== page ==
Heavy Duty T Hinge 4'' x 2" / 6'' x 3" Casting Hinge Marine Grade 316 Stainless Steel for Boat
Heavy Duty T Hinge 4'' x 2
Heavy Duty T Hinge 4'' x 2
Heavy Duty T Hinge 4'' x 2
Heavy Duty T Hinge 4'' x 2
Heavy Duty T Hinge 4'' x 2

Item specifics

Marine Grade 304 or 316, Stainless Steel
CNC machining,Casting,Stamping,Hot forging
Good quality material, high surface, no rust
Thickened Woven Bag,Five Ply Cartons, Pallets
Wire Rope, Tensile Structure,Cable Railing
Relative Hardware
Lifting Hook,Snap Hook, Carabiner Hook



Heavy Duty Casting Hinge Marine Grade 316

The Heavy Duty T Hinge Material is 316 Stainless Steel. The quality is good and durable that maximum corrosion resistance and durability in the saltwater environment. Meanwhile, it is easy to install. The surface was Polished to a beautiful mirror-like finish. These polished stainless steel deck hinges will prove an attractive addition wherever they're used. The size is 4"(L)x2"(W)/100MM*54MM The thickness is 0.20" The detail size refers to the left picture. Which require M5 flat head mounting screws for perfectionist installation. screws not included.

.Weld fork- Quick Link
.Marine Grade 316 Material
.The Surface Electrolytic Oxide
.180-Degree Rotatable Base
.Competitive Price
.Solid and Durable
Deck Fittings

Deck fittings are used aboard ships and boats mainly for the securing of mooring lines. All fittings shown in the figure are found aboard the ship except the bollard, which is a pier fitting. The pad eye shown in the figure is not used for mooring but for towing other vessels. Different variations of the pad eye are used for securing heavy objects and equipment.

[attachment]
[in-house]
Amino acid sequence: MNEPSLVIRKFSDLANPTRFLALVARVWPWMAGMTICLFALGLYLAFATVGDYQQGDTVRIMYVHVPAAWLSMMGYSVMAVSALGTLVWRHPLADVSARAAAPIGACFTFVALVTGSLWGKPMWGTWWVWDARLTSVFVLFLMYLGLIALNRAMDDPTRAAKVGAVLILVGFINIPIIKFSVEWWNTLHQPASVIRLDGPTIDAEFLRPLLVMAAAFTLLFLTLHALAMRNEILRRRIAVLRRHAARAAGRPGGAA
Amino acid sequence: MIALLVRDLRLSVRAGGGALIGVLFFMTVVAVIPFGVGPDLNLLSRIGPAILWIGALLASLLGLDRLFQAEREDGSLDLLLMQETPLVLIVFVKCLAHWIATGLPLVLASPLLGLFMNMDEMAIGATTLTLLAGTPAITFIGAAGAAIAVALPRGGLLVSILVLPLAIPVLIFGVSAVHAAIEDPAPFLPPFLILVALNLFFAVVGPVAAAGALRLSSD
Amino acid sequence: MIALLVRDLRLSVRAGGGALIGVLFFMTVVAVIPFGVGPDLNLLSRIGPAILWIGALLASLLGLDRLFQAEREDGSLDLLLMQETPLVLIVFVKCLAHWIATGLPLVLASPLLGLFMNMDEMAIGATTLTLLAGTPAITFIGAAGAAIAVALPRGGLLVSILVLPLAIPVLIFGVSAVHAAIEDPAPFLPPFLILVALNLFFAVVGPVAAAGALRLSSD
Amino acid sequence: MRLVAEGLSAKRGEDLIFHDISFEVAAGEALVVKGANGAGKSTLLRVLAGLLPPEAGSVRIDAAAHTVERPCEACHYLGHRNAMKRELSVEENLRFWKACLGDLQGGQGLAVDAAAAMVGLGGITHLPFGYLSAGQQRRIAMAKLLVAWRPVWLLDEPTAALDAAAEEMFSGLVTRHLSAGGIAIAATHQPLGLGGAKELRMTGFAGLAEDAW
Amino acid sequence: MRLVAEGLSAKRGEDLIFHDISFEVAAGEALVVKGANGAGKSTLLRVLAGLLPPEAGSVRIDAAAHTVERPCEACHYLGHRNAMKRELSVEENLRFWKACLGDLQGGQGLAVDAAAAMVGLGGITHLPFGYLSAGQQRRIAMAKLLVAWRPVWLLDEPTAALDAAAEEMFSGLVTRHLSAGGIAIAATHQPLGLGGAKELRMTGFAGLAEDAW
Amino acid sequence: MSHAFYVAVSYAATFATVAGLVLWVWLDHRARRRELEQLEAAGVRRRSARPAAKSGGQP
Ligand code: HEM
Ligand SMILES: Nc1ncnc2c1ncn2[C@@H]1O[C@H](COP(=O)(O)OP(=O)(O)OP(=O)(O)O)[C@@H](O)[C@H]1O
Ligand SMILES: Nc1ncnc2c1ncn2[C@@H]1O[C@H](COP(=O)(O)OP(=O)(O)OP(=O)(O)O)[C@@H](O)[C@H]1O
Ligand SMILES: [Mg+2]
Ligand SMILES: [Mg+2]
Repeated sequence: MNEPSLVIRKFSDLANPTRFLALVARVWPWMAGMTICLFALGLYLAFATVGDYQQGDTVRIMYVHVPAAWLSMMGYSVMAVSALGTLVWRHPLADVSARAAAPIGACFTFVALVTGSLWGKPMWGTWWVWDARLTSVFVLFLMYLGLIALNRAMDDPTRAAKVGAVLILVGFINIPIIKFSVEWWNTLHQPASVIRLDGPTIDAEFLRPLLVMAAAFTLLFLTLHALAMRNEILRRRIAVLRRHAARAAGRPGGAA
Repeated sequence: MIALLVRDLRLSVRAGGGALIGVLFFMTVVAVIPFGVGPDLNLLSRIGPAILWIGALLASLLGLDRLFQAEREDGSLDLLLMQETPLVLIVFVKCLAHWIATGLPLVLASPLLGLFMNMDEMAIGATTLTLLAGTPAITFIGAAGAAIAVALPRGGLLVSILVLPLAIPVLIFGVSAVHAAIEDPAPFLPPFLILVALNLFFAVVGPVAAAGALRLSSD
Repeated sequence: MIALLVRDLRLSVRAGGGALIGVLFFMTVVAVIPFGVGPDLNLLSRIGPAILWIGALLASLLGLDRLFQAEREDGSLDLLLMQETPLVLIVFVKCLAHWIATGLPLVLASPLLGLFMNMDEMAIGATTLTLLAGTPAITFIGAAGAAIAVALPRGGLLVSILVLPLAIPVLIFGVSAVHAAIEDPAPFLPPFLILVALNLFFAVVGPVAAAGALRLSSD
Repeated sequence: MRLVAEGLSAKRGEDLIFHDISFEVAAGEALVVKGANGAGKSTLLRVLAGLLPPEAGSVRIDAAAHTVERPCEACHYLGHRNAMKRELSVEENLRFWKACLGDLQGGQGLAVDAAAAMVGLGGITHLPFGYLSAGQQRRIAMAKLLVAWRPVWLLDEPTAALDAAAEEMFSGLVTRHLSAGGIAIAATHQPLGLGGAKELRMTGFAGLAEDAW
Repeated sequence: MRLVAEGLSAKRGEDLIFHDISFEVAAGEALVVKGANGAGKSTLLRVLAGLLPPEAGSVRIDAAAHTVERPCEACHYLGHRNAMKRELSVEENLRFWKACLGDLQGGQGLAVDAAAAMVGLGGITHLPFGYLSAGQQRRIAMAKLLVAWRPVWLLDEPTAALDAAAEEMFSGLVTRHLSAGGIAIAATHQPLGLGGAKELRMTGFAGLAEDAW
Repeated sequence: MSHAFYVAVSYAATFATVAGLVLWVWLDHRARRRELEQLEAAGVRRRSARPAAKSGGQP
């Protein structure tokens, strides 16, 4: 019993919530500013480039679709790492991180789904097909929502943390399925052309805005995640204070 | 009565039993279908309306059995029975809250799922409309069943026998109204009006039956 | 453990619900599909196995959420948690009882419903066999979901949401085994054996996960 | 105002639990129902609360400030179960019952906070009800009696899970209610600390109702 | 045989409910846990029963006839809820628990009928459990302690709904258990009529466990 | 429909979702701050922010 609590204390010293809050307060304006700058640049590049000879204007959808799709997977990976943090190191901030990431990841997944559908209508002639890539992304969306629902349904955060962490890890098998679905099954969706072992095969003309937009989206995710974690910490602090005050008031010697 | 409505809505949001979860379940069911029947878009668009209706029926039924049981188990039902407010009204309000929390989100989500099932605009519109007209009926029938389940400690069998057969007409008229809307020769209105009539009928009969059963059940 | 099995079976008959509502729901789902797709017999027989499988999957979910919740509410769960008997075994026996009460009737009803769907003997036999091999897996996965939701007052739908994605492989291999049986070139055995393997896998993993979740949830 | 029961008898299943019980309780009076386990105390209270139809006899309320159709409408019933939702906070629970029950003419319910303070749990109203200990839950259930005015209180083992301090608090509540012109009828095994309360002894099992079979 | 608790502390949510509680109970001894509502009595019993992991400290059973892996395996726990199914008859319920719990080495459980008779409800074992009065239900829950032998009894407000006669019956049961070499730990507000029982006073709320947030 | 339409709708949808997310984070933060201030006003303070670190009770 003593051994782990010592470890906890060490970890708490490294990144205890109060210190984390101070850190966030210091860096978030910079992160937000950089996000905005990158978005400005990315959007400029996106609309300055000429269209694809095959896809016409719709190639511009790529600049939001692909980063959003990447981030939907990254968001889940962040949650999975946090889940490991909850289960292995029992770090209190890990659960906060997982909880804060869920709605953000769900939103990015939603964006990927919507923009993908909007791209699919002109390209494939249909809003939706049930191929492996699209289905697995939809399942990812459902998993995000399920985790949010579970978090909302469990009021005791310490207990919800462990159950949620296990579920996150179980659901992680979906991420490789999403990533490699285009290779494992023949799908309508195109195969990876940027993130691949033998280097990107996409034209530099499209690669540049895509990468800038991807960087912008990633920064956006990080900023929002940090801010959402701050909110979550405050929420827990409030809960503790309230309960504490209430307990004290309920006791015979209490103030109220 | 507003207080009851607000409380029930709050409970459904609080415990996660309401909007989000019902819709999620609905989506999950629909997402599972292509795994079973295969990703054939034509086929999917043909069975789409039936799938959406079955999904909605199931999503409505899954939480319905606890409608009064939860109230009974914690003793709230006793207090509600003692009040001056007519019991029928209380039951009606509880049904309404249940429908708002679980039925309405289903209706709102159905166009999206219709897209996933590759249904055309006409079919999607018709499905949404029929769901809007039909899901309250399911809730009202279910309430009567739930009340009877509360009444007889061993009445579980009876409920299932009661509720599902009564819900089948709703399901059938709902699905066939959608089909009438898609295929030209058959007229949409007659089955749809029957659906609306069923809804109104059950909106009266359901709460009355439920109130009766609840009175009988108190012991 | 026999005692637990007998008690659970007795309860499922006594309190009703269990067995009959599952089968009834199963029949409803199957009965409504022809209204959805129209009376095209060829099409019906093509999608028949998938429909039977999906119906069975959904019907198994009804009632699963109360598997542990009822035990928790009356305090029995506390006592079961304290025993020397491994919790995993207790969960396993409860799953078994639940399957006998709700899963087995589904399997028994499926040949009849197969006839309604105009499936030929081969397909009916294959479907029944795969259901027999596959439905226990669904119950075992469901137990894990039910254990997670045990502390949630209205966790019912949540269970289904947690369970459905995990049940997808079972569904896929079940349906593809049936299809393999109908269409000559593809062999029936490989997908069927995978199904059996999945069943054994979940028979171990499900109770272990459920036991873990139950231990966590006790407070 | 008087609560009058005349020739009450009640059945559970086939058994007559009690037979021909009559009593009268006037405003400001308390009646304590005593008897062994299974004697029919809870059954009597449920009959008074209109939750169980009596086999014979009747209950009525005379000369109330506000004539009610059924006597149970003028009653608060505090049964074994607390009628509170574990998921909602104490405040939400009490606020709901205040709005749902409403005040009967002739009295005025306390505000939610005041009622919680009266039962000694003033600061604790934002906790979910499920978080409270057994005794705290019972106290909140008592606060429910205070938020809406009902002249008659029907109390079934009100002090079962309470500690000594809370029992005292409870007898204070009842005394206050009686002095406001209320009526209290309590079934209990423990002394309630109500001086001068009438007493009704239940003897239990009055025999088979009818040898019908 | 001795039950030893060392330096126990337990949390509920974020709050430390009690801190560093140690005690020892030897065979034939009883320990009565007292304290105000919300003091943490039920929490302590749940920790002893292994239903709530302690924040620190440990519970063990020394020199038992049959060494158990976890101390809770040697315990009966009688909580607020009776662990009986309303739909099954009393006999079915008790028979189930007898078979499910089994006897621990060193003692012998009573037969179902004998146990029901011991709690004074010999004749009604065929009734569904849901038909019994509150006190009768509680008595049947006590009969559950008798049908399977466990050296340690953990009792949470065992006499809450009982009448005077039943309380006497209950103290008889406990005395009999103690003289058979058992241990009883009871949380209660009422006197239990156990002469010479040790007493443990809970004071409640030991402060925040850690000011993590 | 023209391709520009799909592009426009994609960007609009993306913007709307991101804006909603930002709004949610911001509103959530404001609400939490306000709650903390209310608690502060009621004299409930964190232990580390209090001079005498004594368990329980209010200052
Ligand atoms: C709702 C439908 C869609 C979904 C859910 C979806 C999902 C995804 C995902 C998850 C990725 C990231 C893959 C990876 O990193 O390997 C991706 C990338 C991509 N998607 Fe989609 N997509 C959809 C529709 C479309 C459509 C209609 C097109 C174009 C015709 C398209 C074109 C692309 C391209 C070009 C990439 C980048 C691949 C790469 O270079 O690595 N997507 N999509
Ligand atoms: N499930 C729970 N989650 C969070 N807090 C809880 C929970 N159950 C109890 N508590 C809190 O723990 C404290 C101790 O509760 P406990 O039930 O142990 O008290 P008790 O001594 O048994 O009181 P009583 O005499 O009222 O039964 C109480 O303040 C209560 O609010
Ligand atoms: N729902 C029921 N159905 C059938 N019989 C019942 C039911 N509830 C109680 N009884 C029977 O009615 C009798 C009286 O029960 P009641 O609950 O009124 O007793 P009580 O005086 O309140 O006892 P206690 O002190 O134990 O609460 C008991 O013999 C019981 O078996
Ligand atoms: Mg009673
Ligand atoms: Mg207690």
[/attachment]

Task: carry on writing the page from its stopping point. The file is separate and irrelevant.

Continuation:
Boats carried aboard ships usually are handled by powerful cranes and booms. These cranes and boom shook onto slings attached to hoisting points built into the strong parts of the boat’s structure. Boats stowed davits are lowered and hoisted by the davit machinery. Basically, a set of davits is nothing more than a special crane that is designed specifically for handling boats in a safe and timely manner

Ships that are at anchor or moored to a buoy rig out their boat booms for the purpose of mooring their boats well clear of the side. This method of securing is known as hauling out to the boom. Forward booms are called lower booms; after booms are called quarter booms. The boat boom is a spar that is secured to a gooseneck by a pin on the side of the ship. This arrangement allows free motion fore and aft. The outboard end of the boom hangs from a wire vang and tackle combination called the topping lift. Fore-and-aft motion is controlled by lines called forward and after guys.